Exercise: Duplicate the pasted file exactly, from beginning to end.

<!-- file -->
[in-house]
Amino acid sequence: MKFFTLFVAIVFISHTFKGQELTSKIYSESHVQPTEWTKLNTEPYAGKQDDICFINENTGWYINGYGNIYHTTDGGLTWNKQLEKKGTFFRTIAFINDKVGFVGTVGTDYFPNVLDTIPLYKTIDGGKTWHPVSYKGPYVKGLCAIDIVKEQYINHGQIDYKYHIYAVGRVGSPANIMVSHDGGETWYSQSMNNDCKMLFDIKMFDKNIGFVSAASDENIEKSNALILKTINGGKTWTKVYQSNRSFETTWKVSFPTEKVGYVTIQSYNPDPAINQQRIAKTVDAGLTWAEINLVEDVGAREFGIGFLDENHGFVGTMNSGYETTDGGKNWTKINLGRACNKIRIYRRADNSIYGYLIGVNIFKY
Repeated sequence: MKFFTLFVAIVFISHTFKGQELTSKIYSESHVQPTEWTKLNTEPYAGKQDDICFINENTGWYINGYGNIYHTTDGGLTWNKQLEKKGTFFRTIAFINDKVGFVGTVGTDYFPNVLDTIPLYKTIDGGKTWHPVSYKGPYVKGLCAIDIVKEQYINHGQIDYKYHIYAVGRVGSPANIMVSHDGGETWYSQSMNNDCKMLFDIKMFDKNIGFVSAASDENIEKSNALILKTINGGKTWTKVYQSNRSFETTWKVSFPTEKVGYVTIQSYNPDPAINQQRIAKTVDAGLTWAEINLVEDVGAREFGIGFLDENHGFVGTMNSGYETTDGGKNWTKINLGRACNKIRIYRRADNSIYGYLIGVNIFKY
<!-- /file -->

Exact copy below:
[in-house]
Amino acid sequence: MKFFTLFVAIVFISHTFKGQELTSKIYSESHVQPTEWTKLNTEPYAGKQDDICFINENTGWYINGYGNIYHTTDGGLTWNKQLEKKGTFFRTIAFINDKVGFVGTVGTDYFPNVLDTIPLYKTIDGGKTWHPVSYKGPYVKGLCAIDIVKEQYINHGQIDYKYHIYAVGRVGSPANIMVSHDGGETWYSQSMNNDCKMLFDIKMFDKNIGFVSAASDENIEKSNALILKTINGGKTWTKVYQSNRSFETTWKVSFPTEKVGYVTIQSYNPDPAINQQRIAKTVDAGLTWAEINLVEDVGAREFGIGFLDENHGFVGTMNSGYETTDGGKNWTKINLGRACNKIRIYRRADNSIYGYLIGVNIFKY
Repeated sequence: MKFFTLFVAIVFISHTFKGQELTSKIYSESHVQPTEWTKLNTEPYAGKQDDICFINENTGWYINGYGNIYHTTDGGLTWNKQLEKKGTFFRTIAFINDKVGFVGTVGTDYFPNVLDTIPLYKTIDGGKTWHPVSYKGPYVKGLCAIDIVKEQYINHGQIDYKYHIYAVGRVGSPANIMVSHDGGETWYSQSMNNDCKMLFDIKMFDKNIGFVSAASDENIEKSNALILKTINGGKTWTKVYQSNRSFETTWKVSFPTEKVGYVTIQSYNPDPAINQQRIAKTVDAGLTWAEINLVEDVGAREFGIGFLDENHGFVGTMNSGYETTDGGKNWTKINLGRACNKIRIYRRADNSIYGYLIGVNIFKY